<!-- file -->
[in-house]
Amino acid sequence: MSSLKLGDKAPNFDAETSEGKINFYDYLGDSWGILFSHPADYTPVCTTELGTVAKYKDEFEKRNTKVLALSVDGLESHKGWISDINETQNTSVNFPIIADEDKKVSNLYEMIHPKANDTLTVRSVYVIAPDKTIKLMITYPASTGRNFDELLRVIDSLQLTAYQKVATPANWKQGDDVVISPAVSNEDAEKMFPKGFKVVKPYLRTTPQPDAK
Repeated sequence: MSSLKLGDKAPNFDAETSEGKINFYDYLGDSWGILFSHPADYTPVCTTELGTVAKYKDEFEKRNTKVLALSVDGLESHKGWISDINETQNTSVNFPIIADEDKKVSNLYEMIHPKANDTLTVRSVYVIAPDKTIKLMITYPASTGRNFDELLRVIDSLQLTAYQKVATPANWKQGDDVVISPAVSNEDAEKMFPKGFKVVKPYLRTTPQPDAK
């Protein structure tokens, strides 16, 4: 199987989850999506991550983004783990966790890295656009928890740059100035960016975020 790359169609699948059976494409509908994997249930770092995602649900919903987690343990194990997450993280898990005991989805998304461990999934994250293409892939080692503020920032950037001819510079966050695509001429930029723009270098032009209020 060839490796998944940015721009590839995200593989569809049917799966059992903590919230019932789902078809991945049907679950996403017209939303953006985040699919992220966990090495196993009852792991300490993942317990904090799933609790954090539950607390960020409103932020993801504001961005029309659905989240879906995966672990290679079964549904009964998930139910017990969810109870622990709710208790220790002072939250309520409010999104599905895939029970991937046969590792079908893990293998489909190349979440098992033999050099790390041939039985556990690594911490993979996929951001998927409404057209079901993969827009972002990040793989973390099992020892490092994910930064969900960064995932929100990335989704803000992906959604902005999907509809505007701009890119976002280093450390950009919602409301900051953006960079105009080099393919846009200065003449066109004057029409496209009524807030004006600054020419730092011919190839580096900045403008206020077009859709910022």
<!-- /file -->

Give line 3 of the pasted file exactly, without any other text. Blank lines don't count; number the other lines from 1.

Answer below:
Repeated sequence: MSSLKLGDKAPNFDAETSEGKINFYDYLGDSWGILFSHPADYTPVCTTELGTVAKYKDEFEKRNTKVLALSVDGLESHKGWISDINETQNTSVNFPIIADEDKKVSNLYEMIHPKANDTLTVRSVYVIAPDKTIKLMITYPASTGRNFDELLRVIDSLQLTAYQKVATPANWKQGDDVVISPAVSNEDAEKMFPKGFKVVKPYLRTTPQPDAK